The Guo interview was not completely canceled, but it was shortened by VOA’s senior managers despite protests from VOA Mandarin Service editors and broadcasters. The shortening of the interview resulted in thousands of angry comments from Chinese social media users. Bennett later said that her decisions were not influenced by any pressure from China.

 

VOA DIRECTOR AMANDA BENNETT: “I want to point out that there was no Chinese government pressure, there was no US government pressure. All the decisions made inside the Voices of America were made in the service of high journalistic integrity.

 

In her handling of VOA programming to China, Bennett enjoys full support from USAGM CEO John F. Lansing. He was recommended in his position 2015 by Jeff Shell who was then the Democratic BBG Board Chairman. Michael Pack, President Trumps’ nominee to serve as the new USAGM CEO, has not yet been confirmed by the U.S. Senate. Pack’s nomination has languished in the Senate Foreign Relations Committee for many months. Other controversies that have emerged during John Lansing’s continuing tenure involved illegal targeting of Americans with Facebook ads by Radio Free Europe / Radio Liberty (RFE/RL) and VOA, repeating of Iranian regime’s propaganda by RFE/RL and VOA, and foreign influence over RFE/RL programming to Central Asia.

Writing for The Hill, Bradley A. Thayer did not mention any specific VOA programming controversies, but he wrote that the USAGM needs to be reformed to conduct successfully what he sees as a war of ideas with China.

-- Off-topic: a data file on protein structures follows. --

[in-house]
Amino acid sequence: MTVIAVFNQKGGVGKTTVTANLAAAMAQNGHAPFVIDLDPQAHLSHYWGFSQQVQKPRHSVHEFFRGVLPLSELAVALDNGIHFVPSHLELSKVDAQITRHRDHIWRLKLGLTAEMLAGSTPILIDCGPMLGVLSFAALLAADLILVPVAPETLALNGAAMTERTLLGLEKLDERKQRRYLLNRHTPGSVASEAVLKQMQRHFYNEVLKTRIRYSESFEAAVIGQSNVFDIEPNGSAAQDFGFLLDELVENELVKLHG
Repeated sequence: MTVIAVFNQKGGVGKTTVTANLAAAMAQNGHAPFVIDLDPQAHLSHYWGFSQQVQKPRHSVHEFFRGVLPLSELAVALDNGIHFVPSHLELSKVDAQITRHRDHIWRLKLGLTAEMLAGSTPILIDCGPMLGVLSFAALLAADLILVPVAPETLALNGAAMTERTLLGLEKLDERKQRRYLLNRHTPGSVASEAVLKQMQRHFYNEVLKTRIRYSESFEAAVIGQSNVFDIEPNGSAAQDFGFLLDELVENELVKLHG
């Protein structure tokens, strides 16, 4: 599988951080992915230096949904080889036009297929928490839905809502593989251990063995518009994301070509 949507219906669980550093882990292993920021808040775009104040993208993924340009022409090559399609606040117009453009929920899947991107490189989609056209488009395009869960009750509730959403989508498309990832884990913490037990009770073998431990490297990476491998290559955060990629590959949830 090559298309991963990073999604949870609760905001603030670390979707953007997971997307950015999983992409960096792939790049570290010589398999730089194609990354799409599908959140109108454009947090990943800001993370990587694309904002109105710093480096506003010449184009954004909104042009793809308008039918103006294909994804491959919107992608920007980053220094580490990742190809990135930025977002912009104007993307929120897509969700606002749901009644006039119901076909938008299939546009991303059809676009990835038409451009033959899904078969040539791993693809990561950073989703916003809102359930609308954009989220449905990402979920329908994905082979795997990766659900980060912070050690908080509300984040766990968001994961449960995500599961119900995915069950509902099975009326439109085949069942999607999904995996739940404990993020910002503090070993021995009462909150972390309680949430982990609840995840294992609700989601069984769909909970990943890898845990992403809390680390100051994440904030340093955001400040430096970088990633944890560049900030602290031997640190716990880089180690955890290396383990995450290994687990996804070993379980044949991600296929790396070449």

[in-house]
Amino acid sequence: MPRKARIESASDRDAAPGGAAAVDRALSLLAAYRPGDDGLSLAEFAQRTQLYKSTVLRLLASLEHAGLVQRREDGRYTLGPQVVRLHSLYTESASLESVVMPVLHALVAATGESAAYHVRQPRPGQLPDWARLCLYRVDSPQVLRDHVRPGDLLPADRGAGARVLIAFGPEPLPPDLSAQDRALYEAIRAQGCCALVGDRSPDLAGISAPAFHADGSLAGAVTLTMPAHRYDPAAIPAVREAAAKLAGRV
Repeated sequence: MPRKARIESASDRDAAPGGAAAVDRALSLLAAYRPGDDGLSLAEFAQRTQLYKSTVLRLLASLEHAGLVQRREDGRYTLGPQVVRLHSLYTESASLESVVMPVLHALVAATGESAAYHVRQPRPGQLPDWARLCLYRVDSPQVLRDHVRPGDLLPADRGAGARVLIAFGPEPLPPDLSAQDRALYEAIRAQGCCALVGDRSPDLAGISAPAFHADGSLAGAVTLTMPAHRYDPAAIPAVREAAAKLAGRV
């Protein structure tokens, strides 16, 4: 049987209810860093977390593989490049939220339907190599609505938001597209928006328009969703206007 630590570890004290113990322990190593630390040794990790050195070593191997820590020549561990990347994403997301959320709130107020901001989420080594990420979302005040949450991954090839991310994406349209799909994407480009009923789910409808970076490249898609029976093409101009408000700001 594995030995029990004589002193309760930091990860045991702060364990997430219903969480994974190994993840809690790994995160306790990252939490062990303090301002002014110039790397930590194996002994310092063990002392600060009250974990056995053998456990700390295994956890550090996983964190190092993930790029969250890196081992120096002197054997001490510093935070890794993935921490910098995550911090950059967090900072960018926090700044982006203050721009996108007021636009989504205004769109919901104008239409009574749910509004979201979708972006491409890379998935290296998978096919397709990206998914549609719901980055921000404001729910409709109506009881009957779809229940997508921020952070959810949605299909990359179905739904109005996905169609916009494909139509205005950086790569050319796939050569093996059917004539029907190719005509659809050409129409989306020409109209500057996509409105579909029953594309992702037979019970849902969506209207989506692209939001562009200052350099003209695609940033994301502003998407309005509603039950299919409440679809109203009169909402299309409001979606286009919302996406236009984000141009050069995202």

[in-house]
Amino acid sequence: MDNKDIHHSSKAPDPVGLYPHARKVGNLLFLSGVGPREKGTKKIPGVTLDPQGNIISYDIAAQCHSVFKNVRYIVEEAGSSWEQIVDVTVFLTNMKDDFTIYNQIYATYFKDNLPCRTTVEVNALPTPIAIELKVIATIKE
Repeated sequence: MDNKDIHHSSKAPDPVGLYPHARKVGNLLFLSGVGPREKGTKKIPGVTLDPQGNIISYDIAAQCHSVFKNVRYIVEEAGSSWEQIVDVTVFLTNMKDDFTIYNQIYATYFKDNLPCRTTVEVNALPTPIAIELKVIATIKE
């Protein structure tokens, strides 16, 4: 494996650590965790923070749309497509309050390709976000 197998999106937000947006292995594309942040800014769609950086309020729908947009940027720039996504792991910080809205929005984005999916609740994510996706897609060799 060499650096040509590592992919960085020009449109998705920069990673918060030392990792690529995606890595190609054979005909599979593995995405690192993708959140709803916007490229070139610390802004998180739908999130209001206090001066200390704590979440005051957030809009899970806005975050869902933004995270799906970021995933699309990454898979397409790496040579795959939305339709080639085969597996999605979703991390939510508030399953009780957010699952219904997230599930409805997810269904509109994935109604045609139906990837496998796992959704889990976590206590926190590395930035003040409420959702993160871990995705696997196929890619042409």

BBG – USAGM Watch can add from our own perspective that there is nothing wrong with Americans doing private and corporate business in China or having financial interests in that country, but they should not be making programming and personnel decisions for the U.S. government on media outreach to China or work for U.S. international broadcasting.

 

MORE INFORMATION:

 

In his appearance on March 27, 2019 before the House Appropriations Committee’s Subcommittee on State, Foreign Operations and Related Programs to discuss the Department of State Budget Request for FY 2020, Secretary of State Michael Pompeo has called for leadership change at the U.S. Agency for Global Media.

 

 

 

According to a report of the Working Group on Chinese Influence Activities in the United States prepared by the Hoover Institution at Stanford University and the Center on US-China Relations at Asia Society in New York, “starting in the first decade of the 2000s, the Chinese embassy in Washington, DC, and the leadership of VOA’s Mandarin service began an annual meeting to allow embassy officials to voice their opinions about VOA’s content.”

The Hoover Institution and Asia Society report also says that “VOA personalities have hosted events at the embassy,” and one of VOA’s TV editors “even publicly pledged his allegiance to China at an embassy event.” The report cited “interview with VOA staff” as a source of this piece of information.